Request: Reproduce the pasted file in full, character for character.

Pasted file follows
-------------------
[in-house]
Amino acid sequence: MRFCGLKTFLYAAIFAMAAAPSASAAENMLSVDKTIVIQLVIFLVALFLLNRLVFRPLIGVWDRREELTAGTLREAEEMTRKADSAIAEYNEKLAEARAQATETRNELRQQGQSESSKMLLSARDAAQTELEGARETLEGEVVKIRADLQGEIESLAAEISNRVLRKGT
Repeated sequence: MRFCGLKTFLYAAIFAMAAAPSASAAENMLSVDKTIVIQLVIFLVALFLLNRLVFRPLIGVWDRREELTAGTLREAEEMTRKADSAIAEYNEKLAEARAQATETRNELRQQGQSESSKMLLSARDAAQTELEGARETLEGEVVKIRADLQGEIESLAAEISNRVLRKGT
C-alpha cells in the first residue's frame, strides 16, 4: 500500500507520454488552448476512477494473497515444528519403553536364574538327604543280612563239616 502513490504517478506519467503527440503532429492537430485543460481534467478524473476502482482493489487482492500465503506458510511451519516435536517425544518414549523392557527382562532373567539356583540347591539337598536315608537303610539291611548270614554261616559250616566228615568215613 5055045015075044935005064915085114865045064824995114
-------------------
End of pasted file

[in-house]
Amino acid sequence: MRFCGLKTFLYAAIFAMAAAPSASAAENMLSVDKTIVIQLVIFLVALFLLNRLVFRPLIGVWDRREELTAGTLREAEEMTRKADSAIAEYNEKLAEARAQATETRNELRQQGQSESSKMLLSARDAAQTELEGARETLEGEVVKIRADLQGEIESLAAEISNRVLRKGT
Repeated sequence: MRFCGLKTFLYAAIFAMAAAPSASAAENMLSVDKTIVIQLVIFLVALFLLNRLVFRPLIGVWDRREELTAGTLREAEEMTRKADSAIAEYNEKLAEARAQATETRNELRQQGQSESSKMLLSARDAAQTELEGARETLEGEVVKIRADLQGEIESLAAEISNRVLRKGT
C-alpha cells in the first residue's frame, strides 16, 4: 500500500507520454488552448476512477494473497515444528519403553536364574538327604543280612563239616 502513490504517478506519467503527440503532429492537430485543460481534467478524473476502482482493489487482492500465503506458510511451519516435536517425544518414549523392557527382562532373567539356583540347591539337598536315608537303610539291611548270614554261616559250616566228615568215613 5055045015075044935005064915085114865045064824995114